On the 11 February 1858 a young girl, by the name of Bernadette Soubirous, had a vision of the Virgin Mary revealed herself with the words “I am the immaculate conception”. Bernadette would have 17 more such visions up to 16 July that same year. Four years later the visions where declared authentic by Pope Pius IX in 1862 and thus beginning the veneration of Mary Our Lady of Lourdes.
These visions took place in the Massabielle grotto and today, along with other religious sites constructed within the Sanctuary, are visited by almost 6 million people each year. The recess in the grotto is simple and undecorated, a plain stone altar and lectern have been place there so that Mass can be said.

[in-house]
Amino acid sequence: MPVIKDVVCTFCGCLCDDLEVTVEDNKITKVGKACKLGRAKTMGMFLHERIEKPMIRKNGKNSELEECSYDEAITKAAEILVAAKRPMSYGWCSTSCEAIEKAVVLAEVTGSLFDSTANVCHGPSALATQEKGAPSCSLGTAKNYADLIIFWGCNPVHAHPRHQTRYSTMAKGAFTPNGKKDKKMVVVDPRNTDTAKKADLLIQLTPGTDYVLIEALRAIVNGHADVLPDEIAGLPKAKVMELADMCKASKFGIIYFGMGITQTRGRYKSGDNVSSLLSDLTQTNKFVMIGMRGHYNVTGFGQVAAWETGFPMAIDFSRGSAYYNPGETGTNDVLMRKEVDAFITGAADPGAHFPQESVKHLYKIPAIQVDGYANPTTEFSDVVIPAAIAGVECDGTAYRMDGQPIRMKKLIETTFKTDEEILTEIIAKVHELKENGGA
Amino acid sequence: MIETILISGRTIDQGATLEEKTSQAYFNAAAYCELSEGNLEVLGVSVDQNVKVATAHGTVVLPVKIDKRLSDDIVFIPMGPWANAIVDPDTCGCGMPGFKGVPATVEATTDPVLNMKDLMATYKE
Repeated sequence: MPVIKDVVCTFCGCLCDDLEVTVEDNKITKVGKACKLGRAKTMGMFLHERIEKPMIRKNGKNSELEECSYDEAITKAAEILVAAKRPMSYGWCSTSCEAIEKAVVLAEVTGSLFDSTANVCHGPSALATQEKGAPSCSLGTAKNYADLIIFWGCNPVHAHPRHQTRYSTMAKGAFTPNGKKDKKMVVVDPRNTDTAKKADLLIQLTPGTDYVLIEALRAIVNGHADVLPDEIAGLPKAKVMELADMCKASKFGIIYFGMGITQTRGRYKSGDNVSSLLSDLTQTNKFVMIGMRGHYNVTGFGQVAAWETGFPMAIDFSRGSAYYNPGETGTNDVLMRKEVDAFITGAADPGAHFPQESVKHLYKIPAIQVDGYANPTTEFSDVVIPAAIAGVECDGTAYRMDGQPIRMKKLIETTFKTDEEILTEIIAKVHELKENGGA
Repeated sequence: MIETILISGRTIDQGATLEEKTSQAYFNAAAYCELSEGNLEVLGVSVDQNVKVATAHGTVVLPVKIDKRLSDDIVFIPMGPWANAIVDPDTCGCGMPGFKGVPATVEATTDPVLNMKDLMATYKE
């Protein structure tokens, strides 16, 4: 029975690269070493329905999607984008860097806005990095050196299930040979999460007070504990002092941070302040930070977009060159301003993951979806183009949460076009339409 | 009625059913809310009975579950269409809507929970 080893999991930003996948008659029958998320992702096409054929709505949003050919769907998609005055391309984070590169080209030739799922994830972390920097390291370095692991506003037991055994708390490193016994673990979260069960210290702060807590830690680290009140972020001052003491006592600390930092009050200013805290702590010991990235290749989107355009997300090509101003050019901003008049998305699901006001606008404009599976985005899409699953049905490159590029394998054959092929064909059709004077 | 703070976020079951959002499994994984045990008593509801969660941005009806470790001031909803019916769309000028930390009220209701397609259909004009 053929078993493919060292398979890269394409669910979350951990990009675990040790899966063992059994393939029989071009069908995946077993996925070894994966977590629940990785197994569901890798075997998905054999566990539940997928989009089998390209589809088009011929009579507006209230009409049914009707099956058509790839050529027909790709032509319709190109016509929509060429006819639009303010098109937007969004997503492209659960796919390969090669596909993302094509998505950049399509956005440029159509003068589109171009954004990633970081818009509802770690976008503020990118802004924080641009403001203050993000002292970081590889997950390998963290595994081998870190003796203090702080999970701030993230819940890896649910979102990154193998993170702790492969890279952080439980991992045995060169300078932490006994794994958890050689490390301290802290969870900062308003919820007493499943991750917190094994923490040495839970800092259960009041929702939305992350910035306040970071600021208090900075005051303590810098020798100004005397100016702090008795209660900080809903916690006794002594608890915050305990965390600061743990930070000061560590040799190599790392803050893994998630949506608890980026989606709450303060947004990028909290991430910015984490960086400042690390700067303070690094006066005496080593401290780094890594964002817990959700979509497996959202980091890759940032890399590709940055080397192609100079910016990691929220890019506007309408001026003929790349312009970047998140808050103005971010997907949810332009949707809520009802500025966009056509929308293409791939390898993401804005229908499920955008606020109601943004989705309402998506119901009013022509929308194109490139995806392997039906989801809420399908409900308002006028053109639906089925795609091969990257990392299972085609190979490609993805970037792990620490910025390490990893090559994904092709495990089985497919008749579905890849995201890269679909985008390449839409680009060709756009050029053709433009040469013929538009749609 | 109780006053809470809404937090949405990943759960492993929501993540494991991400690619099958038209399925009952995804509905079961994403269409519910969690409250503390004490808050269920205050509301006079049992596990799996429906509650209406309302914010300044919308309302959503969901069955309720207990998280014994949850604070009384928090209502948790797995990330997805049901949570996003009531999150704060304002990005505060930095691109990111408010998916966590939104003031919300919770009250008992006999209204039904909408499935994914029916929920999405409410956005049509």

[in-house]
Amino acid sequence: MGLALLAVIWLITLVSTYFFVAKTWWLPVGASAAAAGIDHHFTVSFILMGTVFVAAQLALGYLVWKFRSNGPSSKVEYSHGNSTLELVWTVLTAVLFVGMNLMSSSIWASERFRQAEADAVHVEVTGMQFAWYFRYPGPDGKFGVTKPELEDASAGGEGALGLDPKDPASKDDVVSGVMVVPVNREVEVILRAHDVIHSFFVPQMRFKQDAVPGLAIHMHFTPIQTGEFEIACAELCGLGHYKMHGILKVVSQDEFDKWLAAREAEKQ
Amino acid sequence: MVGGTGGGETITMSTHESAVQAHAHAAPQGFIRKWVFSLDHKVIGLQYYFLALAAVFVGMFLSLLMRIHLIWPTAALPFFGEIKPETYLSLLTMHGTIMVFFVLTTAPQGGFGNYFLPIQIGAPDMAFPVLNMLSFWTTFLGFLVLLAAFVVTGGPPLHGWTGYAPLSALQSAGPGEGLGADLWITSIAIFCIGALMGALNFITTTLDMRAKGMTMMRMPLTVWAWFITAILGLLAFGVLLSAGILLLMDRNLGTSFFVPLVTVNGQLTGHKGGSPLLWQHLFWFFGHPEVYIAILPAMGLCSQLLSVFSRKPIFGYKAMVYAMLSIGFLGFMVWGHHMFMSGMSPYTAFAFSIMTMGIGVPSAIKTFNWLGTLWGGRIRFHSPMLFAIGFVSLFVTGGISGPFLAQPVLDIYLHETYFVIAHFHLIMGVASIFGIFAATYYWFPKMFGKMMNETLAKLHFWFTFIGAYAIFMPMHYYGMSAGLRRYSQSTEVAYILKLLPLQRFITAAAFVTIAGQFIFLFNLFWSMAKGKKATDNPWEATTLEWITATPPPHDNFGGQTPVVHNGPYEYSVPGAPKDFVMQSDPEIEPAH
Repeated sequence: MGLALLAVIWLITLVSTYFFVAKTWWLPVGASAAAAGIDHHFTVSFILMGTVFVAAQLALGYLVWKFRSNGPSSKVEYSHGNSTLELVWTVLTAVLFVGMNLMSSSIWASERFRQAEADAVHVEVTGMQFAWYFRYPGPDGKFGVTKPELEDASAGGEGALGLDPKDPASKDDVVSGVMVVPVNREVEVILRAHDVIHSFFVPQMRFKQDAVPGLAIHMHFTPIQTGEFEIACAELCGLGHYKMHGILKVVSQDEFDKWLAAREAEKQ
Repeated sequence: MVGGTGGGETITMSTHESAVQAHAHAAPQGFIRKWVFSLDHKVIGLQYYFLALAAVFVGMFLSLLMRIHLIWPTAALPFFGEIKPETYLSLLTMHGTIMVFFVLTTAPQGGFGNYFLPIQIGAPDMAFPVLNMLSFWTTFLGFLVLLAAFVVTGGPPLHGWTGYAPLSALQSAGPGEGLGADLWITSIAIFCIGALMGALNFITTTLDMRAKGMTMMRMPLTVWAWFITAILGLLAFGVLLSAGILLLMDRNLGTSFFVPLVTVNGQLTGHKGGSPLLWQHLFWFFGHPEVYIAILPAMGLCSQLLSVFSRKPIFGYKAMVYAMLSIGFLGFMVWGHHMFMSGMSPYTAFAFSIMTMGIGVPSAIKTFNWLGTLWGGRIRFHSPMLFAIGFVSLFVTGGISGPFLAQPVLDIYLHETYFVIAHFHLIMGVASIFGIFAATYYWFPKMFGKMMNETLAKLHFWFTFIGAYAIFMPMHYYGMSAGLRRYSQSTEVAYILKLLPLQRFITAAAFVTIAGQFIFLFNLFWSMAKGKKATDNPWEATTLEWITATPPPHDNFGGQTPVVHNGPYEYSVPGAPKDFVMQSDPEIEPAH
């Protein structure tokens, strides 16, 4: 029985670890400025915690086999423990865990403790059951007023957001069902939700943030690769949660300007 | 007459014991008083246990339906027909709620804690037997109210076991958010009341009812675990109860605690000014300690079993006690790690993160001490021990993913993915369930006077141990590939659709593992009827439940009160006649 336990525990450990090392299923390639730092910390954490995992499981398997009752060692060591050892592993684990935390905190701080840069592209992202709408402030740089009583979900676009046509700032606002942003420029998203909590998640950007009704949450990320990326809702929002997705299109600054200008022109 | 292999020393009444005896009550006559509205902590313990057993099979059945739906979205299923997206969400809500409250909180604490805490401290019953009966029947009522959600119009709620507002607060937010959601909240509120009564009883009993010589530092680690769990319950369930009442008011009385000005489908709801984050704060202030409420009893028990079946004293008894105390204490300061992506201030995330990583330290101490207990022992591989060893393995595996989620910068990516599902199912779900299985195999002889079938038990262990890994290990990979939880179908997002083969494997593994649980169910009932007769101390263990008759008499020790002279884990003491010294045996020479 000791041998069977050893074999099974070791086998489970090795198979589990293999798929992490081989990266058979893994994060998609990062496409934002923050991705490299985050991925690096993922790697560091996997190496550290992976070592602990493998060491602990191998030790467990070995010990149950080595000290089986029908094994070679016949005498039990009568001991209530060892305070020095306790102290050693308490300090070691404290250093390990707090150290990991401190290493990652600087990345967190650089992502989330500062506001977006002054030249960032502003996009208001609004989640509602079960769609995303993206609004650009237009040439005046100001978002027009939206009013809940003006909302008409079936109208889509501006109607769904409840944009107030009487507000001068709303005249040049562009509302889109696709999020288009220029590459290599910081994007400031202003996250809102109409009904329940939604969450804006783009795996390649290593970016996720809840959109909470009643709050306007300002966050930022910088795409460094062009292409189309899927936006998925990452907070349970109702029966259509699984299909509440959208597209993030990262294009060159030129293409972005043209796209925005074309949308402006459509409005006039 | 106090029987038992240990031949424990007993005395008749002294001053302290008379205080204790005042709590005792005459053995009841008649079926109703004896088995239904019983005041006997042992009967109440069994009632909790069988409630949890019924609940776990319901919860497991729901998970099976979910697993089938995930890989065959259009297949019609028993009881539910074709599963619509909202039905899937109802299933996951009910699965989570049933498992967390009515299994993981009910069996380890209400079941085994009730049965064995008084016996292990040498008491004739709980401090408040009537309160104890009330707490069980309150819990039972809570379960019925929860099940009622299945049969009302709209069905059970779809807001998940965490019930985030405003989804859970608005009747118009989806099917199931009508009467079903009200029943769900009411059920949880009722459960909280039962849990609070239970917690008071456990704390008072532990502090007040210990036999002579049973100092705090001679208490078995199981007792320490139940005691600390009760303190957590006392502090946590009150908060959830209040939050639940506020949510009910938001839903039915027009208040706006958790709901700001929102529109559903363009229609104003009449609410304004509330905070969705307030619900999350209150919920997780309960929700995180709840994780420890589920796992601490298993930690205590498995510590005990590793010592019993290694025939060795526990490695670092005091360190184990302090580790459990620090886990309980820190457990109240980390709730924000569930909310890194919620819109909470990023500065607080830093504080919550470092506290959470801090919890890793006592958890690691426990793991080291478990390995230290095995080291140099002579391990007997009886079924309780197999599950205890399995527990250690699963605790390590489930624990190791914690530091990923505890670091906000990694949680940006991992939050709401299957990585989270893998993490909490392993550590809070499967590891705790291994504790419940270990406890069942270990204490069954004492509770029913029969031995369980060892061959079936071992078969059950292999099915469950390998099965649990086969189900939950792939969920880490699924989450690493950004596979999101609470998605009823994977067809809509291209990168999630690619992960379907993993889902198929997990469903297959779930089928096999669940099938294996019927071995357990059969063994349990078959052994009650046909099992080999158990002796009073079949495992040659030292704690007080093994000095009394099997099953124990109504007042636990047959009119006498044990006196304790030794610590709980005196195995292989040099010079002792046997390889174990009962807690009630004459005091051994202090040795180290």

Above the altar in a small niche stands a statue of the Virgin by French sculptor Joseph-Hugues Fabisch who visited Lourdes and in fact met with Bernadette between 15-19 September 1863. Bernadette described her visions to Fabisch who then sculptured the figure which was unveiled on April 4 1864 to a crowd of more than 20,000 people. Abbot Blanc commissioned the work who wanted the statue to be faithfulas possible to Bernadette’s description.
No sooner had the unveiling occurred that controversy started as many believed the figure was too simple to fully convey the importance of Bernadette’s visions. This controversy was only heighted when Bernadette herself did not approve of it.
Today the figure still stands and in many ways is a symbol not only of Bernadette and her visions but also of the town of Lourdes